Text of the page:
The results of this study indicate that one out four (26.4%) dental records was not signed by either the student or dental practitioner who attended to the patients. This unexpected finding contravenes Rule 15 of the HPCSA's ethical rules which states that: "Any student, intern or practitioner who, in the execution of his or her professional duties, signs official documents relating to patient care, such as prescriptions, certificates (excluding death certificates) patient records, hospital or other reports, shall do so by signing such document next to his or her initials and surname in block letters."2

The current study found that ICD codes and patient signature on a consent form were not entered in 58.2% and 60.9% of the records respectively. ICD-10 stands for International Classification of Diseases and Related Health Problems (10th revision). It is a coding system developed by the World Health Organisation (WHO) that translates the written description of medical and health information into standard codes.

These codes are used to inform medical schemes about the conditions for which their members received treatment so that claims can be settled correctly.24 It is in the best interest of MOHC that accurate ICD codes are entered in the patients' records since medical schemes have the right to reject claims on the basis of inaccurate ICD-10 coding.25

It is widely recognized that obtaining a patient's consent to treatment is not just a matter of asking for a signature on a consent form - it is a communication process. For consent to be valid, it must be obtained from a competent, informed person, free from undue duress. The person giving consent must be given all relevant information, including the material risks and consequences of each option, including no treatment.26 In most routine dental examinations and treatments the patient's consent is obtained verbally.6,27 However, the treatment must still be witnessed and documented in the patient's records.27

Limitations of the study

A potential threat to the internal validity of this study was theloss to follow up of 20.9% (23/110) of the study sample.

 

CONCLUSION

The standard of record-keeping in this random sample falls far short of the HPCSA standard.

 

References

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2. HPCSA guidelines for good practice in the health care professions: Guidelines on the keeping of patient records. Booklet 14, 2008. Available: http://www.hpcsa.co.za/downloads/conduct_ethics/rules/generic_ethical_rules/ booklet_14_keeping_of_patience_records.pdf [Accessed 14 January 2019].         [ Links ]

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21. HPCSA. Guideline tariffs for dental practitioners. Available at: http://www.hpcsa.co.za/downloads/service_fees-tariff/guideline_tariffs_dental_practitioners_12_aug_2012.xlsx Accessed [14 January 2019].         [ Links ]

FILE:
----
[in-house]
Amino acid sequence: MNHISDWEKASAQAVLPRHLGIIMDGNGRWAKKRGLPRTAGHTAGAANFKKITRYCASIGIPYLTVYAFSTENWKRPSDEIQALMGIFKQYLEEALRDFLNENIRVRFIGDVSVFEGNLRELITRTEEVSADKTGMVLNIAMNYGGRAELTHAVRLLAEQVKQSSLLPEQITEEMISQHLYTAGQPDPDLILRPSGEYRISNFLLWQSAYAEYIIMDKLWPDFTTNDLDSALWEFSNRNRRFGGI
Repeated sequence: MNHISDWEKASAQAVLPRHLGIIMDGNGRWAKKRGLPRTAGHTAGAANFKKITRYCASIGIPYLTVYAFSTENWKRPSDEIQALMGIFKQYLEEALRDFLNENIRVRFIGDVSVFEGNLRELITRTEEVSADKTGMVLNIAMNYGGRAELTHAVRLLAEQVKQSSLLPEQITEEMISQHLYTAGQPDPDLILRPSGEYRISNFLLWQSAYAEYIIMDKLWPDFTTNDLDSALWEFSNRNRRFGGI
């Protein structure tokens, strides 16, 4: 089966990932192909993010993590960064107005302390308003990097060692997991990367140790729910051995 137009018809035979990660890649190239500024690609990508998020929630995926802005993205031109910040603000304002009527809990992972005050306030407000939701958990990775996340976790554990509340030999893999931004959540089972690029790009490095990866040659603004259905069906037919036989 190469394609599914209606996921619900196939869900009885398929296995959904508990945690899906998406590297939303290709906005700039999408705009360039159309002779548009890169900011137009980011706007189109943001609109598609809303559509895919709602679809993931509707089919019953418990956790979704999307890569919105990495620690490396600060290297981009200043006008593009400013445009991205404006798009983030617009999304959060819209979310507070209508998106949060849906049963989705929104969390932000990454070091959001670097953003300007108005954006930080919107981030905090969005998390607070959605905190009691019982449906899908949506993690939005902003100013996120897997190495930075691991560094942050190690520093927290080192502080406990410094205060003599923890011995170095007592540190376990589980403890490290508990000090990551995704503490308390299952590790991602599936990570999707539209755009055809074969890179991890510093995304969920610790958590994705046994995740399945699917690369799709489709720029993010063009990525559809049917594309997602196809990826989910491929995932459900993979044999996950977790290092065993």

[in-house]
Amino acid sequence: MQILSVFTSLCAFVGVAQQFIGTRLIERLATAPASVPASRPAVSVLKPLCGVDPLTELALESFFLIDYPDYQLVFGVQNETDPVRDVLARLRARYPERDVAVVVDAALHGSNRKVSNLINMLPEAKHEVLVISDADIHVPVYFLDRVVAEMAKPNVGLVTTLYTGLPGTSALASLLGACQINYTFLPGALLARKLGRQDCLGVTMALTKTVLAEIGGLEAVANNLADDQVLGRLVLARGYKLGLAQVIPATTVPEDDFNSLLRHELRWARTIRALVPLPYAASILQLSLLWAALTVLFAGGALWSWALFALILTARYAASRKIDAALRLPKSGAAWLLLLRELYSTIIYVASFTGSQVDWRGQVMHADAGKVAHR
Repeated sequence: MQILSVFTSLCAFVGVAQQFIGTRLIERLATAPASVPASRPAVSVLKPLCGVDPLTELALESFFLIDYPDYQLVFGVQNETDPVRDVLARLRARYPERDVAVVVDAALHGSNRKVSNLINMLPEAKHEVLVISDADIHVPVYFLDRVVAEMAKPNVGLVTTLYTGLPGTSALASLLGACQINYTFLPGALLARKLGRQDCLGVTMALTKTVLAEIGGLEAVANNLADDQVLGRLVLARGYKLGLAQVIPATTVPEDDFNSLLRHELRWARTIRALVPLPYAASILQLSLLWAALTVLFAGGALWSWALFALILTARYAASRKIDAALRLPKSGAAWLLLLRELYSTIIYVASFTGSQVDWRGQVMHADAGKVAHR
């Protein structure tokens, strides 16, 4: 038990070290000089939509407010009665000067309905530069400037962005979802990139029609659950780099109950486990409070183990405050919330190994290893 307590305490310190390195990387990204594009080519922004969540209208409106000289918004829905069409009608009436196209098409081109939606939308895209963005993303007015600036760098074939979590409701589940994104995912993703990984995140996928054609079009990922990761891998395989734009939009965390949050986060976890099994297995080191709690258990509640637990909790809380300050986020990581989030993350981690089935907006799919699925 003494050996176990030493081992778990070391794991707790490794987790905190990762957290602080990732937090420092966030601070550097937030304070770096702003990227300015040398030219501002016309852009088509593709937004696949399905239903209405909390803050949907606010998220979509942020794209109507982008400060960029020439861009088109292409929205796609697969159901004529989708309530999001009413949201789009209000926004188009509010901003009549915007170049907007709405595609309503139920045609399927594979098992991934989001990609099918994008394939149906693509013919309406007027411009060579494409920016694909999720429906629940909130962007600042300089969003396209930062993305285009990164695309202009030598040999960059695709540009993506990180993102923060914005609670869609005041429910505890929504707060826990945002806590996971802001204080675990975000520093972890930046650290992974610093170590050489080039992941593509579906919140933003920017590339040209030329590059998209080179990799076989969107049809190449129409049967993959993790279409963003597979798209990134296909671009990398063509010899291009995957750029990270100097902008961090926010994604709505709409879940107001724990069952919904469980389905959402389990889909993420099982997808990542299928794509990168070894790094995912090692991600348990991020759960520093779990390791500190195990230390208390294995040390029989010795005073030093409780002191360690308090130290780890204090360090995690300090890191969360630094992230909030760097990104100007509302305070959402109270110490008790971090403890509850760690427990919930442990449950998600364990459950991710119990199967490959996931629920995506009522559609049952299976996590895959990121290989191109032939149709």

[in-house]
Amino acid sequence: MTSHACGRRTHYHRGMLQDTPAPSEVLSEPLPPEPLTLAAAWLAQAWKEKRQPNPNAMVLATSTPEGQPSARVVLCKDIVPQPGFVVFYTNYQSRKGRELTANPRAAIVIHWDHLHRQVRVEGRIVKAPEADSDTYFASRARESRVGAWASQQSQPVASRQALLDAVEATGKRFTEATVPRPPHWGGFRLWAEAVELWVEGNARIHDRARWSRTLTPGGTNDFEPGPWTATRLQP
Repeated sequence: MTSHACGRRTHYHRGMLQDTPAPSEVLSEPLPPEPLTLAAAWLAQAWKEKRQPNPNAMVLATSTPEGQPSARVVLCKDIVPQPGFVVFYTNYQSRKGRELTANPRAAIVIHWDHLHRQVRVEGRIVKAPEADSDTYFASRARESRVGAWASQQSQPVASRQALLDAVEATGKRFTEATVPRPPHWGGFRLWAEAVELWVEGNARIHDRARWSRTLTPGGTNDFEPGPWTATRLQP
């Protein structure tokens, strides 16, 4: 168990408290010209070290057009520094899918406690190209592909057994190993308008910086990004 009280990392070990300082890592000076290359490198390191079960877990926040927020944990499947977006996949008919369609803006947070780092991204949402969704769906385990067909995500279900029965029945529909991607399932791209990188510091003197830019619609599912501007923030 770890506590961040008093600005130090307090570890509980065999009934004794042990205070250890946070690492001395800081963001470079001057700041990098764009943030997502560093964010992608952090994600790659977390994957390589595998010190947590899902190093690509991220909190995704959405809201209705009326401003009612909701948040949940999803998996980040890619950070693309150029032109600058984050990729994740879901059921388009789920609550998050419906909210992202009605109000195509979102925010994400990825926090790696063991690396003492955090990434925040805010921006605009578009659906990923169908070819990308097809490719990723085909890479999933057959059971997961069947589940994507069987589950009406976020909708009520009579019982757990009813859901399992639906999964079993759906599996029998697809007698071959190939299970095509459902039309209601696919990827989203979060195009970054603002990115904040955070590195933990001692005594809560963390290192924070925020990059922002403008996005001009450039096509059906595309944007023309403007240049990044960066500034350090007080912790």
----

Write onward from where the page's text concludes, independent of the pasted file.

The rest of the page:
22. Department of Health. Explanation of the Current Policy Regarding the Classification of Patients for the Determination of Fees. Available at: www.health.gov.za/index.php/uniform-patient.../108-u2012?...classification...[Accessed 14 January 2019].         [ Links ]

23. Araoyinbo, I. D. and Ataguba, J. E. User fees in Africa: from theory and evidence, what next? An essay submitted to the African Health Economics and Policy Association (AFHEA). 2008, Available at:  http://www.who.int/alliance-hpsr/Araoyinbo_Ataguba_User FeesAfrica.pdf. [Accessed 11 February 2019].         [ Links ]

24. Council for Medical Schemes. The importance of ICD-10 codes. Available at:  http://www.medicalschemes.com/medical_sche-mes_pmb/icd-10_codes.htm. Accessed [11 February 2019].         [ Links ]

25. Khan M. Coding guidelines for dentists. SADJ. 2014; 69(6): 246-8.         [ Links ]

26. Medical Protection Society. Consent to Medical Treatment in South Africa An MPS Guide. Available https://www.medicalprotection.org/docs/default-source/pdfs/booklet-pdfs/sa-booklets/consent-to-medical-treatment-in-south-africa---an-mps-guide.pdf?sfvrsn=47b64eac_4. Accessed [14 January 2019].         [ Links ]

27. Sykes LM, Evans WG Harryparsad A. Dental images in: Communication Ethics Law and Research in Dentistry. A South African Dental Association Publication, 2017: 98-101.         [ Links ]

 

 

Correspondence:
Sibusiso R Mthethwa
Medunsa Campus, PO Box D24,
Sefako Makgatho Health Sciences University 0204.
Tel: +27 (0)12 521 5888
Email: rocky.mthethwa@smu.ac.za

 

 

1 . Sibusiso R Mthethwa: Conception; design; acquisition of data; analysis and interpretation of data; drafting the article - 90%
2 . Sello A Matjila: Acquisition of data; revising the article critically for important intellectual content - 10%